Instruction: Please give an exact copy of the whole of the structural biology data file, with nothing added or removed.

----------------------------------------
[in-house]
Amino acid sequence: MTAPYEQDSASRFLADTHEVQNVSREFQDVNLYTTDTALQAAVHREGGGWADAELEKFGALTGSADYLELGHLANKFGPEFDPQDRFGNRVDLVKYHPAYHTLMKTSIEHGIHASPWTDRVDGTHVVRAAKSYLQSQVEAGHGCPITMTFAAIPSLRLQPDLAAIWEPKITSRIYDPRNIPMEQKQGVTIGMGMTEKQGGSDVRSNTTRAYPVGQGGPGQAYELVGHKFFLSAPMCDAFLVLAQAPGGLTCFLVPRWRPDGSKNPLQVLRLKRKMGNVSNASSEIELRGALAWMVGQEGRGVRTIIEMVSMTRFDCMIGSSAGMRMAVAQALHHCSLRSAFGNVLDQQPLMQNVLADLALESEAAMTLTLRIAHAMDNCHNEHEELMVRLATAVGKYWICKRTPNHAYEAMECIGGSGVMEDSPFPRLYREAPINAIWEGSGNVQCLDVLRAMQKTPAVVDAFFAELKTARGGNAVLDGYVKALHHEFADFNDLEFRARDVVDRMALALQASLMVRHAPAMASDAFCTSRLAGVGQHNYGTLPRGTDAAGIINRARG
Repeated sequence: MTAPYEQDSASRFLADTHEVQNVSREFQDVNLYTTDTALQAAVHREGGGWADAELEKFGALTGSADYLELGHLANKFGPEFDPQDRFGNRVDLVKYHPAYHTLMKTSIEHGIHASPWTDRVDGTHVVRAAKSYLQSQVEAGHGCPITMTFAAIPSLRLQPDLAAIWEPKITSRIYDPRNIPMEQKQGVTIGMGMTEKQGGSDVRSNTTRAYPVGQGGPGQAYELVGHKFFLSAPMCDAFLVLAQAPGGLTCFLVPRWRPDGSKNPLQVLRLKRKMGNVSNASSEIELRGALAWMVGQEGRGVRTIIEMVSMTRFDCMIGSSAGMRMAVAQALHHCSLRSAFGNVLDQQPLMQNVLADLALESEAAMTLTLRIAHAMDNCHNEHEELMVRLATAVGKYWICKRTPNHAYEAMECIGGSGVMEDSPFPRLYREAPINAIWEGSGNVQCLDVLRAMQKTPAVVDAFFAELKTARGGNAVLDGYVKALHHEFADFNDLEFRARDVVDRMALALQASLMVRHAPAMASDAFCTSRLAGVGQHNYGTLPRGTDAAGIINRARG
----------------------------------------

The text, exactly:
[in-house]
Amino acid sequence: MTAPYEQDSASRFLADTHEVQNVSREFQDVNLYTTDTALQAAVHREGGGWADAELEKFGALTGSADYLELGHLANKFGPEFDPQDRFGNRVDLVKYHPAYHTLMKTSIEHGIHASPWTDRVDGTHVVRAAKSYLQSQVEAGHGCPITMTFAAIPSLRLQPDLAAIWEPKITSRIYDPRNIPMEQKQGVTIGMGMTEKQGGSDVRSNTTRAYPVGQGGPGQAYELVGHKFFLSAPMCDAFLVLAQAPGGLTCFLVPRWRPDGSKNPLQVLRLKRKMGNVSNASSEIELRGALAWMVGQEGRGVRTIIEMVSMTRFDCMIGSSAGMRMAVAQALHHCSLRSAFGNVLDQQPLMQNVLADLALESEAAMTLTLRIAHAMDNCHNEHEELMVRLATAVGKYWICKRTPNHAYEAMECIGGSGVMEDSPFPRLYREAPINAIWEGSGNVQCLDVLRAMQKTPAVVDAFFAELKTARGGNAVLDGYVKALHHEFADFNDLEFRARDVVDRMALALQASLMVRHAPAMASDAFCTSRLAGVGQHNYGTLPRGTDAAGIINRARG
Repeated sequence: MTAPYEQDSASRFLADTHEVQNVSREFQDVNLYTTDTALQAAVHREGGGWADAELEKFGALTGSADYLELGHLANKFGPEFDPQDRFGNRVDLVKYHPAYHTLMKTSIEHGIHASPWTDRVDGTHVVRAAKSYLQSQVEAGHGCPITMTFAAIPSLRLQPDLAAIWEPKITSRIYDPRNIPMEQKQGVTIGMGMTEKQGGSDVRSNTTRAYPVGQGGPGQAYELVGHKFFLSAPMCDAFLVLAQAPGGLTCFLVPRWRPDGSKNPLQVLRLKRKMGNVSNASSEIELRGALAWMVGQEGRGVRTIIEMVSMTRFDCMIGSSAGMRMAVAQALHHCSLRSAFGNVLDQQPLMQNVLADLALESEAAMTLTLRIAHAMDNCHNEHEELMVRLATAVGKYWICKRTPNHAYEAMECIGGSGVMEDSPFPRLYREAPINAIWEGSGNVQCLDVLRAMQKTPAVVDAFFAELKTARGGNAVLDGYVKALHHEFADFNDLEFRARDVVDRMALALQASLMVRHAPAMASDAFCTSRLAGVGQHNYGTLPRGTDAAGIINRARG